One of the mysteries of the English language finally explained.
A type of tunnel-shaped Neolithic tomb, typically comprising a long rectangular chamber, found especially in central and northern France.
Late 19th century; earliest use found in Journal of the Ethnological Society of London. From French allée couverte from allée + couverte, feminine of couvert covered.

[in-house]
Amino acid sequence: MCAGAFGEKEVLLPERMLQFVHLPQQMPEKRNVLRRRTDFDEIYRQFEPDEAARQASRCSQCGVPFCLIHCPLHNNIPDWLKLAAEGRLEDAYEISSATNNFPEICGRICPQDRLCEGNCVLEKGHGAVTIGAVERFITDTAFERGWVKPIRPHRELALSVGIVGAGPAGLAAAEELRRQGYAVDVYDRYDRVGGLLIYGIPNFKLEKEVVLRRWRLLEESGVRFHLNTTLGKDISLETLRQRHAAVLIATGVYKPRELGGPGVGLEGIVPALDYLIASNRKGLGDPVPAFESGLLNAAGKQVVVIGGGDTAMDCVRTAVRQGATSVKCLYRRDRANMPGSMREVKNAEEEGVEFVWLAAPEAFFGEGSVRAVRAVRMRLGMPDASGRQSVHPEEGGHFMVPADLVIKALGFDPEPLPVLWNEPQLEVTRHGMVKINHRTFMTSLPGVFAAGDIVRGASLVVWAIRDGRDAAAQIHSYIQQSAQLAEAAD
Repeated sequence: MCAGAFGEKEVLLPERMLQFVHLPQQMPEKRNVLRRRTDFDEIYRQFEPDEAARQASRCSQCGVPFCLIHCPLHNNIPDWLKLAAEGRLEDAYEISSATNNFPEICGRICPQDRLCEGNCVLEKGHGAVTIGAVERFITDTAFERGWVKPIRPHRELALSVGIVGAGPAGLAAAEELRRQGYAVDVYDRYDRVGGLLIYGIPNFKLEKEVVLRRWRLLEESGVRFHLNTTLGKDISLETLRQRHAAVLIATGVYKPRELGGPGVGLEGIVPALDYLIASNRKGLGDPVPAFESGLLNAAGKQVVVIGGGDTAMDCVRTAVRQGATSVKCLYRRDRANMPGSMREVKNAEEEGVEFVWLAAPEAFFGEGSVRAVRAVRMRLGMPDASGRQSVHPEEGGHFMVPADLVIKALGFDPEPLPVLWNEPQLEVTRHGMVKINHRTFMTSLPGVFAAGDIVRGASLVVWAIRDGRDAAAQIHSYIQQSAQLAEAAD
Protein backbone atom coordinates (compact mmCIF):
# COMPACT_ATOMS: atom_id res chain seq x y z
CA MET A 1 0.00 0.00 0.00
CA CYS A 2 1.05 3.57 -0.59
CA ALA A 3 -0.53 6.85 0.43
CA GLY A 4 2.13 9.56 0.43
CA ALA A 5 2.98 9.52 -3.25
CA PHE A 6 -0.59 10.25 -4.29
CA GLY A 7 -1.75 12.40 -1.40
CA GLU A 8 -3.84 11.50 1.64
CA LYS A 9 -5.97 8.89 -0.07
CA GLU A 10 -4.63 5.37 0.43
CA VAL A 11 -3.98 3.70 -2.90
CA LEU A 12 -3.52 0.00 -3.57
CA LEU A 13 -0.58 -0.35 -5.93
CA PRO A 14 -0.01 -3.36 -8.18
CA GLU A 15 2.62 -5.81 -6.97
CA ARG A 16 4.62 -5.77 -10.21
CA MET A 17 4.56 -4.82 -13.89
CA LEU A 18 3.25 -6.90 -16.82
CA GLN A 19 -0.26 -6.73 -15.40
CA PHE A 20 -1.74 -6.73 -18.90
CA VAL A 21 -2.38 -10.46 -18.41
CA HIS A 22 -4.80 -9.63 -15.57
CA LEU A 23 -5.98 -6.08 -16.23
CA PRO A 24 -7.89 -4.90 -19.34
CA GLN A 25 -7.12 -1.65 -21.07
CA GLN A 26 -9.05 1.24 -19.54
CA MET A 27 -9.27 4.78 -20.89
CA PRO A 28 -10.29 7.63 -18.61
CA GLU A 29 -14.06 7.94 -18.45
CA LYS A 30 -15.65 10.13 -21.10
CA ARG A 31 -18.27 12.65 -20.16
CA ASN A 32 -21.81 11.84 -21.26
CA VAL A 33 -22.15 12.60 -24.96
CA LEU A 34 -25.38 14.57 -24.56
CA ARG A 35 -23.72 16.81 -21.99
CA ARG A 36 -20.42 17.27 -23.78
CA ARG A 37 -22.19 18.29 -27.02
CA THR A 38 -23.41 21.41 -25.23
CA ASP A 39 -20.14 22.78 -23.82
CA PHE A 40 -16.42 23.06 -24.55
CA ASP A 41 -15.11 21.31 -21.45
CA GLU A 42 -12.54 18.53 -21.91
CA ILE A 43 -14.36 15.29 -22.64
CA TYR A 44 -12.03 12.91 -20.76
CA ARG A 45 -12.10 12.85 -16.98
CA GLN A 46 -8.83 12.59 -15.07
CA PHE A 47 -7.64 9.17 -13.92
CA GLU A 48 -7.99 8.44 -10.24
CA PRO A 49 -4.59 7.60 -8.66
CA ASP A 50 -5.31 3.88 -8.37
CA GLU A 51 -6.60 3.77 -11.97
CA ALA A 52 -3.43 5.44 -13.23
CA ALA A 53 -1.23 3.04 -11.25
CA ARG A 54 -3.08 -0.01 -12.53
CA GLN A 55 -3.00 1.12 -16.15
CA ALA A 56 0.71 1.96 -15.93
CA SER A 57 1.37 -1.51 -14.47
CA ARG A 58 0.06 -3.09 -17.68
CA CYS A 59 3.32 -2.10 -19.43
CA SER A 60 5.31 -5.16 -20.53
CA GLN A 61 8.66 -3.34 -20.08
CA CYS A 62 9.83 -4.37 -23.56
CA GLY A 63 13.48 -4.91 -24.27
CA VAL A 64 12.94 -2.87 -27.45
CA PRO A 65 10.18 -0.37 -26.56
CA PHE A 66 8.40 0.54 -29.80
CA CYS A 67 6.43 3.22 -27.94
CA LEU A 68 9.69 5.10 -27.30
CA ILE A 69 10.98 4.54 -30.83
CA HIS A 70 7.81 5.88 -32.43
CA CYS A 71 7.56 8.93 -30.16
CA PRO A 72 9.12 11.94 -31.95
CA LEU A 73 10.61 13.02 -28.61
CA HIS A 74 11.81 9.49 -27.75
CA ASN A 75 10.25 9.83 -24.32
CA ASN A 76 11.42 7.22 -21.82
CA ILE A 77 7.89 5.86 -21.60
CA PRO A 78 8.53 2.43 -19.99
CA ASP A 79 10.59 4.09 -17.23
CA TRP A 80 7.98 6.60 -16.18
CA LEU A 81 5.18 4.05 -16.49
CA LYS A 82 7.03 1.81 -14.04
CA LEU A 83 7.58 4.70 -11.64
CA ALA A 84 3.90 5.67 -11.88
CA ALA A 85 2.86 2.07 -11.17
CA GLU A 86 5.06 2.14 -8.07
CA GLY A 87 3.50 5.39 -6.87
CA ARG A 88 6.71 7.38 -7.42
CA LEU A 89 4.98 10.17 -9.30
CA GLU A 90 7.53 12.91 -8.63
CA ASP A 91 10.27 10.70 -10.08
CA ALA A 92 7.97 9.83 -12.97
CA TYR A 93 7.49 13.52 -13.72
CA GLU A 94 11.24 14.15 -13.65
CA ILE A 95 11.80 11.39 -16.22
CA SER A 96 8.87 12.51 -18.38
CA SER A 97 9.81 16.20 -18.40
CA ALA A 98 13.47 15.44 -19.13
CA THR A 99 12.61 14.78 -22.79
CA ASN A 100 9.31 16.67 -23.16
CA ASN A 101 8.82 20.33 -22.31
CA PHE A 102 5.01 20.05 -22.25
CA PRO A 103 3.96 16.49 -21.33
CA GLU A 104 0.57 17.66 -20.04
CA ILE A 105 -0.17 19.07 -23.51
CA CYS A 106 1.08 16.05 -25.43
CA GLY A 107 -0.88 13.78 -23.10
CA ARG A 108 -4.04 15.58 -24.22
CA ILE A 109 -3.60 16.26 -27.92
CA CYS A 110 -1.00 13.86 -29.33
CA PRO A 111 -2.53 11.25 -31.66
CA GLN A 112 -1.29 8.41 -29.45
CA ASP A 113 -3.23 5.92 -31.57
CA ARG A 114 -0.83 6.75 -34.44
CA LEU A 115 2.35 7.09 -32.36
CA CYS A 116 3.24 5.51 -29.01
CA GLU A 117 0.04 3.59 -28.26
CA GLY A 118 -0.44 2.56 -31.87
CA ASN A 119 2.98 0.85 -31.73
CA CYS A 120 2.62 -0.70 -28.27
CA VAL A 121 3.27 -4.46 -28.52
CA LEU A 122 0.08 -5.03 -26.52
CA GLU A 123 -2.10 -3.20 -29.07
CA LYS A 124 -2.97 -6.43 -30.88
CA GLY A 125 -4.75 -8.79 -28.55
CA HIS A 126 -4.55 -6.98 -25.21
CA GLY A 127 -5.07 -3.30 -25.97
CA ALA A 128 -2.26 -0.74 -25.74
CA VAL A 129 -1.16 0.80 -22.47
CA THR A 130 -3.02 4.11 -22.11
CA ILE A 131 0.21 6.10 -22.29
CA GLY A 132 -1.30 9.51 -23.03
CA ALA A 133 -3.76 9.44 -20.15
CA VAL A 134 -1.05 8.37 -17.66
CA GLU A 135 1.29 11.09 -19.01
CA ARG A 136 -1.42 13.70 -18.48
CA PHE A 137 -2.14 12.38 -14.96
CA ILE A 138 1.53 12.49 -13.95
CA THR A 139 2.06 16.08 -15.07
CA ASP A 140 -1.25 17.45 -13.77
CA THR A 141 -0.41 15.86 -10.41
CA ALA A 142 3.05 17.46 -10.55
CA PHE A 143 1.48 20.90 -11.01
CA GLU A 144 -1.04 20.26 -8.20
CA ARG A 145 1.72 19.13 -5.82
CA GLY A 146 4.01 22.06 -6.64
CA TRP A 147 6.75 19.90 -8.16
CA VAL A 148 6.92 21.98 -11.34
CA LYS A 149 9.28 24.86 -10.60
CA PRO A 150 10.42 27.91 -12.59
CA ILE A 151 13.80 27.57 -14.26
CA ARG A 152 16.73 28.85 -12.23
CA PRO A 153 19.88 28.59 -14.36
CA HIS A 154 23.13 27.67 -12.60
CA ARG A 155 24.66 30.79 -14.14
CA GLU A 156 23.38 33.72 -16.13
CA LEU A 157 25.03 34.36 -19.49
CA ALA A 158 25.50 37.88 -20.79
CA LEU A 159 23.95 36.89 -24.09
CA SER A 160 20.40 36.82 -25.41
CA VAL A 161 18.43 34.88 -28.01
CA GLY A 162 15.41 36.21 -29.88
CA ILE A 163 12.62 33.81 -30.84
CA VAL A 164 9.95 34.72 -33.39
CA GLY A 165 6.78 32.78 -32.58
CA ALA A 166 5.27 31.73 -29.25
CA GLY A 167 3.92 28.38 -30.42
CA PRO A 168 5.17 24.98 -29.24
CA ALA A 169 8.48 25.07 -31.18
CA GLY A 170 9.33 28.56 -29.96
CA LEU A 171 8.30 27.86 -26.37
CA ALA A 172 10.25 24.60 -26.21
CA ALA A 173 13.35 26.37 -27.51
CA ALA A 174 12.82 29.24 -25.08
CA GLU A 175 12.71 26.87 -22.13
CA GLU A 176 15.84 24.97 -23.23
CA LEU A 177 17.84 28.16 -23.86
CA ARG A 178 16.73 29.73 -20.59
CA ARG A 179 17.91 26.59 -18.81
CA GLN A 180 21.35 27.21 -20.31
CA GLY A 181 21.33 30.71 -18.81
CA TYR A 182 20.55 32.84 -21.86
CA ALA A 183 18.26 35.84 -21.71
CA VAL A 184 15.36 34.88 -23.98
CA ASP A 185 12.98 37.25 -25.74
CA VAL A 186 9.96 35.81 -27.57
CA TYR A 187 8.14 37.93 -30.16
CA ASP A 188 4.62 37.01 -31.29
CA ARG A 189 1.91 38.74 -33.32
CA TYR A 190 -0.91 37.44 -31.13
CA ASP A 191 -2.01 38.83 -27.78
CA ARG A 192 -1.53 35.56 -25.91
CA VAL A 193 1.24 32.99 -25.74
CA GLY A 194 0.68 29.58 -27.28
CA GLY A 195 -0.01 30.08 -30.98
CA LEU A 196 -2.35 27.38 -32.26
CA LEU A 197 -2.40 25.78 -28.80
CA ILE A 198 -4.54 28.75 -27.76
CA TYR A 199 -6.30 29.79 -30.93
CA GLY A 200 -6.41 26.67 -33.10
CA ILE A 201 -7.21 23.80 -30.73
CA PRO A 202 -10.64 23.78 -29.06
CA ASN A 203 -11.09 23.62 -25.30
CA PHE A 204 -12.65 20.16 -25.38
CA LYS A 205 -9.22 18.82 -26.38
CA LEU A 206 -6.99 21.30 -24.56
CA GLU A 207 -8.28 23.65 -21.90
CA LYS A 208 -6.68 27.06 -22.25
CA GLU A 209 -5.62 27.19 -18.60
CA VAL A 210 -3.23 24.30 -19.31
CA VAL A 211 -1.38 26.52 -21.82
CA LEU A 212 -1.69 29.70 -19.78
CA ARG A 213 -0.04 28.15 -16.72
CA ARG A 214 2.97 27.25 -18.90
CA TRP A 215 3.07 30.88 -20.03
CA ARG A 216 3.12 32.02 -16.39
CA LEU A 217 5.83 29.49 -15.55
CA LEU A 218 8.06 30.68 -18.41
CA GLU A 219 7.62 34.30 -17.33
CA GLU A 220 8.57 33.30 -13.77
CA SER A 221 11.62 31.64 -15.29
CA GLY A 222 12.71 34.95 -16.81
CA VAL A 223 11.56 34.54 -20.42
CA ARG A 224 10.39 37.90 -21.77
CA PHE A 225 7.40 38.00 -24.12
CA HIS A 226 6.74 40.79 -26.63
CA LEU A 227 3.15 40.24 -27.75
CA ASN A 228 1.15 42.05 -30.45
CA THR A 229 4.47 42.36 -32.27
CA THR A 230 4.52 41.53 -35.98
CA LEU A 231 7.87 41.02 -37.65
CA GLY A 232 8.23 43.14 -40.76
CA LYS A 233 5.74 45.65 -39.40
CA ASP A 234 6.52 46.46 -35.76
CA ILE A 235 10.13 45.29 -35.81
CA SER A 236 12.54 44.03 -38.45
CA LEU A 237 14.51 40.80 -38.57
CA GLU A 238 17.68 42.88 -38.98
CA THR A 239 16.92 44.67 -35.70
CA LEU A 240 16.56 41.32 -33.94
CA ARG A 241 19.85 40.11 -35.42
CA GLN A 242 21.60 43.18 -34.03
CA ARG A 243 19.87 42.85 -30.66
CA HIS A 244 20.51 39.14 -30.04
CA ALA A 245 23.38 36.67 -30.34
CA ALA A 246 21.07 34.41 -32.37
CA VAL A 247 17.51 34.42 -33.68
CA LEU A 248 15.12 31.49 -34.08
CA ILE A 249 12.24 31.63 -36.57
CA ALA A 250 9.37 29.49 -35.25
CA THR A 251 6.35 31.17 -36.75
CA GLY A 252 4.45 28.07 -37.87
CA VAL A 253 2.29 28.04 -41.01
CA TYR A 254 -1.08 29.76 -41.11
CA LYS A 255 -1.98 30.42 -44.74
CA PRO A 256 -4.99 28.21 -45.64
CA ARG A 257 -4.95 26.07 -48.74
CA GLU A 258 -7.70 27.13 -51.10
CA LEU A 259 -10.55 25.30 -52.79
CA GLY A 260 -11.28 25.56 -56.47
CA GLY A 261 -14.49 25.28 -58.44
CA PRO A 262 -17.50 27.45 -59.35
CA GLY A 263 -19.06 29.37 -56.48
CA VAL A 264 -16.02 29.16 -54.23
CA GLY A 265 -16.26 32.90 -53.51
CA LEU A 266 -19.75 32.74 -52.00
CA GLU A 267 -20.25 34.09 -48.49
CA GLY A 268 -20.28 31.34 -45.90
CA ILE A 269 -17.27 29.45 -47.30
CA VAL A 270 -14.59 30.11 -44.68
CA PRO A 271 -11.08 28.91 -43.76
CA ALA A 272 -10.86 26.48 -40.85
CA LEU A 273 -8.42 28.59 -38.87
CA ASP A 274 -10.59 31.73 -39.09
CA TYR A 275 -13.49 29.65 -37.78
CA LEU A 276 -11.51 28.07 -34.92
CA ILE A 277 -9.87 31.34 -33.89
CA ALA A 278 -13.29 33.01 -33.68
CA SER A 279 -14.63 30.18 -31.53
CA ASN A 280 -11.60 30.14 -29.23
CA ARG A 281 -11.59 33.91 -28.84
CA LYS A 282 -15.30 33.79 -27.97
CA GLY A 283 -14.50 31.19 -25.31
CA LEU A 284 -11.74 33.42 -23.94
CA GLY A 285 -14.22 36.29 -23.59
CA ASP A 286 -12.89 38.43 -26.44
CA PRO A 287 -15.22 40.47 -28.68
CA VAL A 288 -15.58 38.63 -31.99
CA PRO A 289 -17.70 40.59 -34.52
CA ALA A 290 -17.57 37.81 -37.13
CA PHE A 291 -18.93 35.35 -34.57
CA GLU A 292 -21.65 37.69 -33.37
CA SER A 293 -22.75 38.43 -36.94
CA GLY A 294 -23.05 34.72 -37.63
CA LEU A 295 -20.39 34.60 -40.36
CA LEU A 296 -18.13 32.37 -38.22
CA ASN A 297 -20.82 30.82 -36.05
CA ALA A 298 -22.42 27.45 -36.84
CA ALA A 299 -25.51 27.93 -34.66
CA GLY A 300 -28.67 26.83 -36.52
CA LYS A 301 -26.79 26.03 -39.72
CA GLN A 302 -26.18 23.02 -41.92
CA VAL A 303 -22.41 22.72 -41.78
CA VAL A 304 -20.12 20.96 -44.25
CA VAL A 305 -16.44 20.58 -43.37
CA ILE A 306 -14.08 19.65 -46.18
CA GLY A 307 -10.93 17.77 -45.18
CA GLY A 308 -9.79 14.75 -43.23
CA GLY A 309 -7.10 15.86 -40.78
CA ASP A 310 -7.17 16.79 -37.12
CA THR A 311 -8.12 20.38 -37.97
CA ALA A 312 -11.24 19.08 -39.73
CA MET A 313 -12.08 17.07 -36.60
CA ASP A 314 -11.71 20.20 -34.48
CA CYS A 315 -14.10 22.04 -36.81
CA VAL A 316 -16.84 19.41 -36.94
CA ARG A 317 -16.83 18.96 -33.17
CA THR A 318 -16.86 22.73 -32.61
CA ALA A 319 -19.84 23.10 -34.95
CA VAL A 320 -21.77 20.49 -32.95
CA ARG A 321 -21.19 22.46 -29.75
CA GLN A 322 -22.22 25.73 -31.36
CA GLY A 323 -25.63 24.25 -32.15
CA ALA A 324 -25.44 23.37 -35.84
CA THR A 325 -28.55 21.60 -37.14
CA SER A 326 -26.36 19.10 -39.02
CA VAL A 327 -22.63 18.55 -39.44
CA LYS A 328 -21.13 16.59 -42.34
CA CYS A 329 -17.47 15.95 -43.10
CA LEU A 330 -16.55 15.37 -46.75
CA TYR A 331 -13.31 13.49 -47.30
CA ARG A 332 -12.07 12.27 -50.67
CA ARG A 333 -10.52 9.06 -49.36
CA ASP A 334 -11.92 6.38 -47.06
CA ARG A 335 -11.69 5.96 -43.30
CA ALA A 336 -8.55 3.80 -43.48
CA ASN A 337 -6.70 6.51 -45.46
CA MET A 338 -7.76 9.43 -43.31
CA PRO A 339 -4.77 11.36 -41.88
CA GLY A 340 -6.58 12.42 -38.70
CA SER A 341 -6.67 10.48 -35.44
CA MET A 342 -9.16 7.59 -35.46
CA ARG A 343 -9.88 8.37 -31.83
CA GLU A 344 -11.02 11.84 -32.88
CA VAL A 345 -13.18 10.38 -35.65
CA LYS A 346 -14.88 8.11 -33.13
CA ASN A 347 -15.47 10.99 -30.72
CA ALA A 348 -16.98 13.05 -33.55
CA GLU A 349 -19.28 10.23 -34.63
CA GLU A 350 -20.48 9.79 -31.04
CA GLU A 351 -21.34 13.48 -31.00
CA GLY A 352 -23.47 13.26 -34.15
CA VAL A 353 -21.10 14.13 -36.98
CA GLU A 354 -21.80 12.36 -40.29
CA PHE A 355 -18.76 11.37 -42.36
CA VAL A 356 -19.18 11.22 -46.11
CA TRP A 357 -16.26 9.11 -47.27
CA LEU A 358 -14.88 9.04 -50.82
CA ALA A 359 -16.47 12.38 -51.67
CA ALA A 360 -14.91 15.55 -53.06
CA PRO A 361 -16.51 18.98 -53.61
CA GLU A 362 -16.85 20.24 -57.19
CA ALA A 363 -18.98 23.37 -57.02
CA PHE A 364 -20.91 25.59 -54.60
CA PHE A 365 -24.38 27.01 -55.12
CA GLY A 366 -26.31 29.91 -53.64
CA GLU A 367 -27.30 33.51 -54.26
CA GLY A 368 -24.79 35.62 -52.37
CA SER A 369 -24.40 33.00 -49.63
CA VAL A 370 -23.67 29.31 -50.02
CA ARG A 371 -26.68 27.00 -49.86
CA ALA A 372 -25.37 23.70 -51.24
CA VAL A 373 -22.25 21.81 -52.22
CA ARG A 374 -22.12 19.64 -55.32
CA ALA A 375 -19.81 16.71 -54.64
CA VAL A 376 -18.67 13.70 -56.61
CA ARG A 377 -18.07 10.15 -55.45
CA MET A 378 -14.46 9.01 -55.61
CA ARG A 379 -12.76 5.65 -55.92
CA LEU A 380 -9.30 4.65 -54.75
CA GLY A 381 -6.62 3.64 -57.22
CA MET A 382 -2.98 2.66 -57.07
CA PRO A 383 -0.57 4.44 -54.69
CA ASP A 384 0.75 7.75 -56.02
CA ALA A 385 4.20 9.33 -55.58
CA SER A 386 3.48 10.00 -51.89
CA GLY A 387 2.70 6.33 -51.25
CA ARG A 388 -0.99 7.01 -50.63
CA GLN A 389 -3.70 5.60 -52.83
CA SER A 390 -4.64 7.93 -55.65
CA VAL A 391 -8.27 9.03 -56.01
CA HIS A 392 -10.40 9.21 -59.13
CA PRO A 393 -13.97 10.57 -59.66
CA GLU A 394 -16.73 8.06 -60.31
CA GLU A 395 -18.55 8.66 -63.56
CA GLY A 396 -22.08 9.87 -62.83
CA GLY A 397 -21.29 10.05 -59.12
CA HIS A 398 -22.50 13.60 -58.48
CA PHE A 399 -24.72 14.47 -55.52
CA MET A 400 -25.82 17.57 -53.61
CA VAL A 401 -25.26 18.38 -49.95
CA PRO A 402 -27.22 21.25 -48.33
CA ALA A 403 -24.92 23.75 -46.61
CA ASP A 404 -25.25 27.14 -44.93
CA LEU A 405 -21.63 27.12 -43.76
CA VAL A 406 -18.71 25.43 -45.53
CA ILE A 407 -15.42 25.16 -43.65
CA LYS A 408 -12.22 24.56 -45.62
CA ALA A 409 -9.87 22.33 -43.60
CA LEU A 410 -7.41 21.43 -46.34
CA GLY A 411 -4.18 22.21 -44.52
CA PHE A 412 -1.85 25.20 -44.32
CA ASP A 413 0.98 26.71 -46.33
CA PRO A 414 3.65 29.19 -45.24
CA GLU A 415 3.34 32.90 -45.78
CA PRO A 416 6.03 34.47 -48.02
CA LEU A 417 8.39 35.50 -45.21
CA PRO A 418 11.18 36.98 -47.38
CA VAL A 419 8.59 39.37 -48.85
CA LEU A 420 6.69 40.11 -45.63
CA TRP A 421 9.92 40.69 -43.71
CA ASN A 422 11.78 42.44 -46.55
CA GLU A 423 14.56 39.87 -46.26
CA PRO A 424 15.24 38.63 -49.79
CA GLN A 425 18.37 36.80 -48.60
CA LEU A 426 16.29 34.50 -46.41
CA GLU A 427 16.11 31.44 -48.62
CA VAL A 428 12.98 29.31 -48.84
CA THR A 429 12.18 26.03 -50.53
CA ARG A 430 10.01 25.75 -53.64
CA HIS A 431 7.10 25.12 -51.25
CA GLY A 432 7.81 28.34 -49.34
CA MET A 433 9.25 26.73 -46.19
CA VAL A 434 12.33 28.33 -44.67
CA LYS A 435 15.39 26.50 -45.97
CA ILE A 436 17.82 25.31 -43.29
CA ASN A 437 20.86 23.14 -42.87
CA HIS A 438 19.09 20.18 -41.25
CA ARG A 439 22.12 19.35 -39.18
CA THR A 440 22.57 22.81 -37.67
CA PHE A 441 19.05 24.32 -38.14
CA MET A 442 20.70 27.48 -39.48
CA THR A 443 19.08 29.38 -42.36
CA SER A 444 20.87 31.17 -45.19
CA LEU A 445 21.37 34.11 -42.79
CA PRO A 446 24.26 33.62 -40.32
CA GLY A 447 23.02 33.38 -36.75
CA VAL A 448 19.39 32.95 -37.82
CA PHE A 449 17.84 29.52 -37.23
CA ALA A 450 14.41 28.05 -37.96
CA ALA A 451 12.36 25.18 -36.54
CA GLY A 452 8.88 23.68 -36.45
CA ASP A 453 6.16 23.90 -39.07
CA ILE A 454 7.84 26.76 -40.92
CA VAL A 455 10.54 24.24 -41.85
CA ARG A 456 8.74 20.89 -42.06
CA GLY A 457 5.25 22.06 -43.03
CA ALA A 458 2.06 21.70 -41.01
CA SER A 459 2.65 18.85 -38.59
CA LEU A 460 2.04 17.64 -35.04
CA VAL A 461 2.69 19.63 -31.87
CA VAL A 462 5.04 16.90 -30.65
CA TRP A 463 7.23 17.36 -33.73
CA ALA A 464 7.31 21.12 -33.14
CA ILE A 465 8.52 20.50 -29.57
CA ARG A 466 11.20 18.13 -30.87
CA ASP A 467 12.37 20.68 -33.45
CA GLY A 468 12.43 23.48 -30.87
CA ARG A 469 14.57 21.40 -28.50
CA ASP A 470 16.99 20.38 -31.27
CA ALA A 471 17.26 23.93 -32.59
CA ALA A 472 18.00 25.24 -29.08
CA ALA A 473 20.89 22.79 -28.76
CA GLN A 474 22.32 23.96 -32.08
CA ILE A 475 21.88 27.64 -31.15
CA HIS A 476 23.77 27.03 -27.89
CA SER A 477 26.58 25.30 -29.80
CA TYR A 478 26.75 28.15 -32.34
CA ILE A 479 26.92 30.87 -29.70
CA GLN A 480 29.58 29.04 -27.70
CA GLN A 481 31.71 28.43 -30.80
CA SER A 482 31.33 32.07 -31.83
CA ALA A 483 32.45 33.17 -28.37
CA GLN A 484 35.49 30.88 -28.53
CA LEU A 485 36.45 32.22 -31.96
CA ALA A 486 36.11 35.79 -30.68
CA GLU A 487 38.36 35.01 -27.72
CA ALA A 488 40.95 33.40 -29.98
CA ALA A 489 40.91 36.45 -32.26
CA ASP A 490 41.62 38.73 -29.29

allée couverte/aˌleɪ kʊˈvɛːt/
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